- 24-04-2012, 09:22 #3911
- 24-04-2012, 09:30 #3912
The market will do what it has to do.
- 24-04-2012, 09:34 #3913
- 24-04-2012, 09:35 #3914
- 24-04-2012, 10:00 #3915
- 24-04-2012, 10:02 #3916
Since graduating with a Masters in Business Administration from Trinity College, Dublin, in 2008, I have been out of paid employment and living on social welfare. Not by choice, but necessity. I gave up looking for a suitable position in Ireland a year ago and have since started two businesses that, unfortunately, simply didn't pay the bills. Now a run an Internet site and blog.
He might be the Messiah, but personally I don't intend wasting my time finding out......
- 24-04-2012, 10:04 #3917
- 24-04-2012, 10:06 #3918
- 24-04-2012, 10:07 #3919
My take on where we are today with the European Debt Crisis. (Sprogs guide if you like)
1. Countries borrow to fund their deficits....(The difference between what they raise in Taxation and what they spend)
2. This goes on for years and the debt reaches numbers of biblical proportions.
3. Populations of said Countries have become so accustomed to living within a system of high public services and generous welfare, they cannot be told they need to reduce this.
3. The markets (who lend the money at 1) begin to become worried that maybe just maybe as the debts are getting too large that these Countries may not be able to pay them back. Consequently they demand higher interest rates on new debt.
4. And so it goes on
5. Eventually this interest rate creeps above a figure where it simply becomes uneconomic for the host Country to borrow (from that source) any more.
6. They turn to their neighbours for help (if a member of the Eurozone then the other members, if not then the IMF)
7. The (Eurozone) Countries and/or the IMF demand austerity (in some cases severe) as a condition of giving the loan.
8. See Item 3.
9. The markets are still not convinced all is well (as they can see the measures needed at 3 are not being followed) consequently they still move to mark up interest rates to Countries where there is still a shadow of doubt.
10. Larger groups (wider Eurozone and IMF) seek to backstop bailouts with sums so large that the markets are left in no doubt there is both the will and means to underwrite the debts no matter how large they get.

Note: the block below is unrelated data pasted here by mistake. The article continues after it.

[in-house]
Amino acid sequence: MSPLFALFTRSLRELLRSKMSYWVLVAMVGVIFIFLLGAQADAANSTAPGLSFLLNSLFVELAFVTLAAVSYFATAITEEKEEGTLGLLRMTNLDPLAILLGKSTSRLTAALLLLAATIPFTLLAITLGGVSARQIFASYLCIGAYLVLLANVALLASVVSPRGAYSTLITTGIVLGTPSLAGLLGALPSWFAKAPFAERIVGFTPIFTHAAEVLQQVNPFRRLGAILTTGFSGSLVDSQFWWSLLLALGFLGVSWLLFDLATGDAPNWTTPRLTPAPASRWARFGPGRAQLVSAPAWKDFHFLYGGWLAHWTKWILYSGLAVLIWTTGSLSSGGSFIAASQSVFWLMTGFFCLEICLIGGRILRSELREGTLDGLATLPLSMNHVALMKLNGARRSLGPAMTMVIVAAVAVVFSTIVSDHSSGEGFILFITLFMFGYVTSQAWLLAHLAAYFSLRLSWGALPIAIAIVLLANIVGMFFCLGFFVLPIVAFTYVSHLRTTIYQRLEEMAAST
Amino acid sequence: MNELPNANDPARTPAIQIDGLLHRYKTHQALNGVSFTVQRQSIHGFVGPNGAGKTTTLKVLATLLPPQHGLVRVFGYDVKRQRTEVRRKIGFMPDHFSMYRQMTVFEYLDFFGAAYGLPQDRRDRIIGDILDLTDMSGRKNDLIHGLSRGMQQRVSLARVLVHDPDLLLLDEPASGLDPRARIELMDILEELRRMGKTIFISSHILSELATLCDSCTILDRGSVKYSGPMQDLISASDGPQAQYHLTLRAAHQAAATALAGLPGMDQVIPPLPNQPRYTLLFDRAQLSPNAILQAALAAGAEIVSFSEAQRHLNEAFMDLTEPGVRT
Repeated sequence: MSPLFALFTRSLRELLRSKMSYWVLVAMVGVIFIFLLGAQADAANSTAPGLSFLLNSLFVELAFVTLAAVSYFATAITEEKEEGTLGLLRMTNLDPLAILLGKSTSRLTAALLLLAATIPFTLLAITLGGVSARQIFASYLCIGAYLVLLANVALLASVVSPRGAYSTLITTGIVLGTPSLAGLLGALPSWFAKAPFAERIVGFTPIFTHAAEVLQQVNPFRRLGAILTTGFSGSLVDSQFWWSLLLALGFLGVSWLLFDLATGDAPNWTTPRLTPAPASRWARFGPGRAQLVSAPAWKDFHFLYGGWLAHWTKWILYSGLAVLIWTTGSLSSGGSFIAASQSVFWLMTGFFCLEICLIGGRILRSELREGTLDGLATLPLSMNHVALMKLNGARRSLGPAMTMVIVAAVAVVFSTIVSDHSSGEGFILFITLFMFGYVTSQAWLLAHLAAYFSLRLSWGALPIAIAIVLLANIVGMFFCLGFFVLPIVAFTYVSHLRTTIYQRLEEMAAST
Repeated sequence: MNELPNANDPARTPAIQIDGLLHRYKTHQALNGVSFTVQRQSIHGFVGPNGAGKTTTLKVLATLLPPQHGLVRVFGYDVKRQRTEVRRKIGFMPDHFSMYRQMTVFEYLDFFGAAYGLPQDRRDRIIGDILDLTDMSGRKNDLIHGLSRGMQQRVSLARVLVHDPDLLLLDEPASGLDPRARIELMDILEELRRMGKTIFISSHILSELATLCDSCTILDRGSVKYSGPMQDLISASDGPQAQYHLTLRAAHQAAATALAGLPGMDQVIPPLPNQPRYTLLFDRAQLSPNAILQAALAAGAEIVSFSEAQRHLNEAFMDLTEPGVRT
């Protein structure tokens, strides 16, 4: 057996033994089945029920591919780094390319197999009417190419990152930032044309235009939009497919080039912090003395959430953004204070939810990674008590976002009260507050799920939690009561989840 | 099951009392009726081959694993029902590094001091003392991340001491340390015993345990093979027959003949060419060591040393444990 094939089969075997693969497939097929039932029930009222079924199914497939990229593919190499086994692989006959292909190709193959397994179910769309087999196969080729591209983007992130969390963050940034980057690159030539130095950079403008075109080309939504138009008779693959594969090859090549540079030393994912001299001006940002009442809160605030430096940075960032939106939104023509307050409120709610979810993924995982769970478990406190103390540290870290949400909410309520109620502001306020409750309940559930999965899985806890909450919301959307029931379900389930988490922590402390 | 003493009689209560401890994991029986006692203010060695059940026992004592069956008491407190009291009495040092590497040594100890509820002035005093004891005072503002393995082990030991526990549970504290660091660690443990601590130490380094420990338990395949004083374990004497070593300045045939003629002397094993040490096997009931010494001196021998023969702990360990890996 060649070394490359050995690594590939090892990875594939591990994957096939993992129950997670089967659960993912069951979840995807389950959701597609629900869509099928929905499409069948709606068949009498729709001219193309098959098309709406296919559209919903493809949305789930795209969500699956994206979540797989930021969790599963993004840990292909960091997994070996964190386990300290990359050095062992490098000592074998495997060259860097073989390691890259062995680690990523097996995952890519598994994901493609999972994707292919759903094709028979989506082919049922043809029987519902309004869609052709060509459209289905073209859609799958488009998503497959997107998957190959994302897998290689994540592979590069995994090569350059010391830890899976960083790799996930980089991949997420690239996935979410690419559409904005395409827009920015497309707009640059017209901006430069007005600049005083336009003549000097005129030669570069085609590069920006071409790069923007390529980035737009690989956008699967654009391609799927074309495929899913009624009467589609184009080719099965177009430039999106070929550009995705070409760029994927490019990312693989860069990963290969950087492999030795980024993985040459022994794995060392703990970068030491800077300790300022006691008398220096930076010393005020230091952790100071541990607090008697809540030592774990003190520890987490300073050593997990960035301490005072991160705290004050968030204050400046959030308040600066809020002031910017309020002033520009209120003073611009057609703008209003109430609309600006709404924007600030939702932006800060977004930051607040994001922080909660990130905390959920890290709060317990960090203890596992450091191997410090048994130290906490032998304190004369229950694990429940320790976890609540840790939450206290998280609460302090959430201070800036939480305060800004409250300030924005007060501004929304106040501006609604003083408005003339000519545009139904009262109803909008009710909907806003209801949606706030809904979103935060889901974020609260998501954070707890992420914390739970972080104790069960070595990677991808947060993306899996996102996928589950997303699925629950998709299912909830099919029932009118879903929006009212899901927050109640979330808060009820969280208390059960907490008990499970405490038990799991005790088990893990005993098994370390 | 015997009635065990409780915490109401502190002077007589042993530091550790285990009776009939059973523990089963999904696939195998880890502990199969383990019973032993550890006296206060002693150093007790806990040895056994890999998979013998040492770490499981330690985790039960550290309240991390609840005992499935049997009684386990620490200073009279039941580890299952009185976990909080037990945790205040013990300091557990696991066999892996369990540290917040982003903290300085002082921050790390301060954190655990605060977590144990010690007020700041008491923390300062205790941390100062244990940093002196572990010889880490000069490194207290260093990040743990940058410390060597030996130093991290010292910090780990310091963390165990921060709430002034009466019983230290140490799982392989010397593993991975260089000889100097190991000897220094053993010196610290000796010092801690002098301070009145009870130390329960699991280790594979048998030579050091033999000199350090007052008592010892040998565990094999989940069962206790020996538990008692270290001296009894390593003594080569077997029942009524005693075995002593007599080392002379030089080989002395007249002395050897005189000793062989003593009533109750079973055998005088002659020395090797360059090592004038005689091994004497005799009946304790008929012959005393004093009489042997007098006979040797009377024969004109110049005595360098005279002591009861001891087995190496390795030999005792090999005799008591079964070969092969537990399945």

(The bit the media always neglects to mention is that these sums are the tax receipts which will be gathered in the far and distant future from the unborn).
11. The larger group and the IMF hope (fingers crossed) that the size of the sum is so large it will convince the markets there is no need to demand higher interest rates on future borrowing as there will always be a backstop. (They just hope they never have to use it).
12. Austerity and what measures that have been enacted at item 3 are unpopular with the populations and so far have led to at least 2 Governments having to resign as they cannot get the measures through. In addition a serious contender in the national election of one of the Eurozone's major players has gone on the record to say he will seek to re-negotiate what debt reduction measures have been agreed at Eurozone level. In addition at least one Eurozone nation is to hold a referendum on the EFSF, no doubt as part of the campaigning for this, sight and knowledge of the draconian treaty terms needed to establish this may become widely known. This may cause another backlash.
13. Where we are today.... Some Governments are unable to get Austerity measures through and this is plain to see by the markets. Bond spreads on questionable nations will continue to rise.
Alistair Darling said this morning on Radio 4 the EFSF gave them a breathing space to find a permanent solution. They have not used this time to do that and time is indeed running out.
Anyone with half a brain can see what the solution but the populations of Europe do not want to undergo the pain which comes with it.
- 24-04-2012, 10:11 #3920